Captured: microglia nibbling on brain synapses

Multiple synapse heads send out filopodia (green) converging on one microglia (red), as seen by focused ion beam scanning electron microscopy (FIBSEM).
Multiple synapse heads send out filopodia (green) converging on one microglia (red), as seen by focused ion beam scanning electron microscopy (FIBSEM). IMAGE: L. Weinhard, EMBL Rome

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For the first time, EMBL researchers have captured microglia nibbling on brain synapses. Their findings show that the special glial cells help synapses grow and rearrange, demonstrating the essential role of microglia in brain development. Nature Communications publishes the results on March 26.

Around one in ten cells in your brain are microglia. Cousins of macrophages, they act as the first and main contact in the central nervous system’s active immune defense. They also guide healthy brain development. Researchers have proposed that microglia pluck off and eat synapses – connections between brain cells – as an essential step in the pruning of connections during early circuit refinement. But, until now, no one had seen them do it.

Microglia make synapses stronger

That is why Laetitia Weinhard, from the Gross group at EMBL Rome, set out on a massive imaging study to actually see this process in action in the mouse brain, in collaboration with the Schwab team at EMBL Heidelberg. “Our findings suggest that microglia are nibbling synapses as a way to make them stronger, rather than weaker,” says Cornelius Gross, who led the work.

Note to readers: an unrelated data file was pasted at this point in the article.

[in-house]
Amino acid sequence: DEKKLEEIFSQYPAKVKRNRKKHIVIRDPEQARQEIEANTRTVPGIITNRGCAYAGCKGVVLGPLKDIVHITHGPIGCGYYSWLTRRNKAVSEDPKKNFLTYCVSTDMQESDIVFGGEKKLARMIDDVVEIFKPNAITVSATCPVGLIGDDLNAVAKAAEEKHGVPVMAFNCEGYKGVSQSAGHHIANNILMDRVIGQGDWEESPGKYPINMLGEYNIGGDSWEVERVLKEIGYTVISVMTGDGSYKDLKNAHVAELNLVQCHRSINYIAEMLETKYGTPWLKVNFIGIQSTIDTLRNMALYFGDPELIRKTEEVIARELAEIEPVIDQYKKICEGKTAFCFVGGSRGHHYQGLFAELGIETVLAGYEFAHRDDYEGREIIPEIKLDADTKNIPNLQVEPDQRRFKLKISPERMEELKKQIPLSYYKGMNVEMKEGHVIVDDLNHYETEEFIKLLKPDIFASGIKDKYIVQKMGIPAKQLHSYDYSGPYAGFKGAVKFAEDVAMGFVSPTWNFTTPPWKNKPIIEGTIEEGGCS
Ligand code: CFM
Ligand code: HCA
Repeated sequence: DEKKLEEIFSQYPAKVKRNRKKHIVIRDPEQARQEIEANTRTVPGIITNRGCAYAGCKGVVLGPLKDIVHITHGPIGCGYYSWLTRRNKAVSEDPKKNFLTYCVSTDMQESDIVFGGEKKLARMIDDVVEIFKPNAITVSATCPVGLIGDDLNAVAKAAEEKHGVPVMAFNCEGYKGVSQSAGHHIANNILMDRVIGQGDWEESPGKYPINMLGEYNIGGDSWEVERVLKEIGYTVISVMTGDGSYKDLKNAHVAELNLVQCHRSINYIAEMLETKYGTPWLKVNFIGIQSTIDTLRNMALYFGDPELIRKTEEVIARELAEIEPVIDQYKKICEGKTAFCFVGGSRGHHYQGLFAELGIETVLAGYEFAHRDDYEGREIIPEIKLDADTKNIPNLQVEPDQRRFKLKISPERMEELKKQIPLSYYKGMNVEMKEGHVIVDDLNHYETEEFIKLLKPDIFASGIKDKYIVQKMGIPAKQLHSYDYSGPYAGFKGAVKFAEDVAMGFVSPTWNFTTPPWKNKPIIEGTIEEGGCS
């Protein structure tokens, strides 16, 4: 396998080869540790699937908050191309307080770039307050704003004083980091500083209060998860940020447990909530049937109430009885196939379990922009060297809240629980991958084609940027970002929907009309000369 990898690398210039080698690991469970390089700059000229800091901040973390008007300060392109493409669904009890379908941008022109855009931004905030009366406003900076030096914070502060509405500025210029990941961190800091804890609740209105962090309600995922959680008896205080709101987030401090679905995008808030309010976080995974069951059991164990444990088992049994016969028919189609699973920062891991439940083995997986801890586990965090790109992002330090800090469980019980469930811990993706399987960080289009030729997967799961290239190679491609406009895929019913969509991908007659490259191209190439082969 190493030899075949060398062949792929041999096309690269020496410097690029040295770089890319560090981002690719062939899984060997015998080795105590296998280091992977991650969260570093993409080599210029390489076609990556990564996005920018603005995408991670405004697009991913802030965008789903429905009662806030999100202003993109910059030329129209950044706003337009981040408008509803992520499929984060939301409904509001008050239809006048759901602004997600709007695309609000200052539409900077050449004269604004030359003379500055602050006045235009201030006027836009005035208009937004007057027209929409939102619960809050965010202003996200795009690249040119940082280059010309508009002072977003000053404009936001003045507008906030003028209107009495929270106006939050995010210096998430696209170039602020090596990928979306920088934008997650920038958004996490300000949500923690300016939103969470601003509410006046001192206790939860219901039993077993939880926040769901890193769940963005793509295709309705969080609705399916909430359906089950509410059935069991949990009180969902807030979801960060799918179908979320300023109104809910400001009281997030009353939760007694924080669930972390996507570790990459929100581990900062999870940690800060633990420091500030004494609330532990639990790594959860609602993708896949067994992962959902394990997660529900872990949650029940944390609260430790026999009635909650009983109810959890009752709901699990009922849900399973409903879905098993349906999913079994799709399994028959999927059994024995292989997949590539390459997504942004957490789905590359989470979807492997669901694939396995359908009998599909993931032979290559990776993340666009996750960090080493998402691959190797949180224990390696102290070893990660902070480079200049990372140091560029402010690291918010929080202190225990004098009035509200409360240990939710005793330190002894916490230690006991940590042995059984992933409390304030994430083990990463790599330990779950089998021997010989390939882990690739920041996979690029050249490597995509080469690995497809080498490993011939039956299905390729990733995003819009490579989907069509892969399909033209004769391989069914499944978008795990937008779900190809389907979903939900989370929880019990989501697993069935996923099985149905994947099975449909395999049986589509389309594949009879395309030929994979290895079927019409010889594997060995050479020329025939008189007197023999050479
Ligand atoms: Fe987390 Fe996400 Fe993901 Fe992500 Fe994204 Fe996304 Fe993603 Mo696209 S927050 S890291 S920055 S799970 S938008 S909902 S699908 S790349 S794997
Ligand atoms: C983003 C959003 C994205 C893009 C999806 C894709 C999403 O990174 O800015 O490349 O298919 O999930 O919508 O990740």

Warm welcome

The team saw that around half of the time that microglia contact a synapse, the synapse head sends out thin projections or ‘filopodia’ to greet them. In one particularly dramatic case – as seen in the accompanying image – fifteen synapse heads extended filopodia toward a single microglia as it picked on a synapse. “As we were trying to see how microglia eliminate synapses, we realised that microglia actually induce their growth most of the time,” Laetitia Weinhard explains.

It turns out that microglia might underly the formation of double synapses, where the terminal end of a neuron releases neurotransmitters onto two neighboring partners instead of one. This process can support effective connectivity between neurons. Weinhard: “This shows that microglia are broadly involved in structural plasticity and might induce the rearrangement of synapses, a mechanism underlying learning and memory.”

Perseverance

Since this was the first attempt to visualise this process in the brain, the current paper entails five years of technological development. The team tried three different state-of-the-art imaging systems before they succeeded. Finally, by combining correlative light and electron microscopy (CLEM) and light sheet fluorescence microscopy – a technique developed at EMBL – they were able to make the first movie of microglia eating synapses.

“This is what neuroscientists fantasised about for years, but nobody had ever seen before,” says Cornelius Gross. “These findings allow us to propose a mechanism for the role of microglia in the remodeling and evolution of brain circuits during development.” In the future, he plans to investigate the role of microglia in brain development during adolescence and the possible link to the onset of schizophrenia and depression.